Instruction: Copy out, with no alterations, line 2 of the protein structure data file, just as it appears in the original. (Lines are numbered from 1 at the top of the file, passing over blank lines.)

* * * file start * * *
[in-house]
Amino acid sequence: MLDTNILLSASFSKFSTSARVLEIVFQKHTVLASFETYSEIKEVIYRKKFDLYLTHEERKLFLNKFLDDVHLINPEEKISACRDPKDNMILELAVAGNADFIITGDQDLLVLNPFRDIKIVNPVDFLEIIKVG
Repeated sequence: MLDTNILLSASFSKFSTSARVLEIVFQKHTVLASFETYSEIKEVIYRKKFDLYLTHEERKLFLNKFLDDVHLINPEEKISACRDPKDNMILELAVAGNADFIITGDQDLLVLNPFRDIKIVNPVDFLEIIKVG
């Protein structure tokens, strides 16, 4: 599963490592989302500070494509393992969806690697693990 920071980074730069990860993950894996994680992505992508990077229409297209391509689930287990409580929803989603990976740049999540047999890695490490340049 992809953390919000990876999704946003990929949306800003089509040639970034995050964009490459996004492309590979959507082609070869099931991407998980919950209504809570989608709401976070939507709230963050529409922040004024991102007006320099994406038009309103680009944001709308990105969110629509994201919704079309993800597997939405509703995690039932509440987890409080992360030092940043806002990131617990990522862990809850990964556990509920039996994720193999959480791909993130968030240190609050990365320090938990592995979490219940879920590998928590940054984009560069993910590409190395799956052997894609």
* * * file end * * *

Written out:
Amino acid sequence: MLDTNILLSASFSKFSTSARVLEIVFQKHTVLASFETYSEIKEVIYRKKFDLYLTHEERKLFLNKFLDDVHLINPEEKISACRDPKDNMILELAVAGNADFIITGDQDLLVLNPFRDIKIVNPVDFLEIIKVG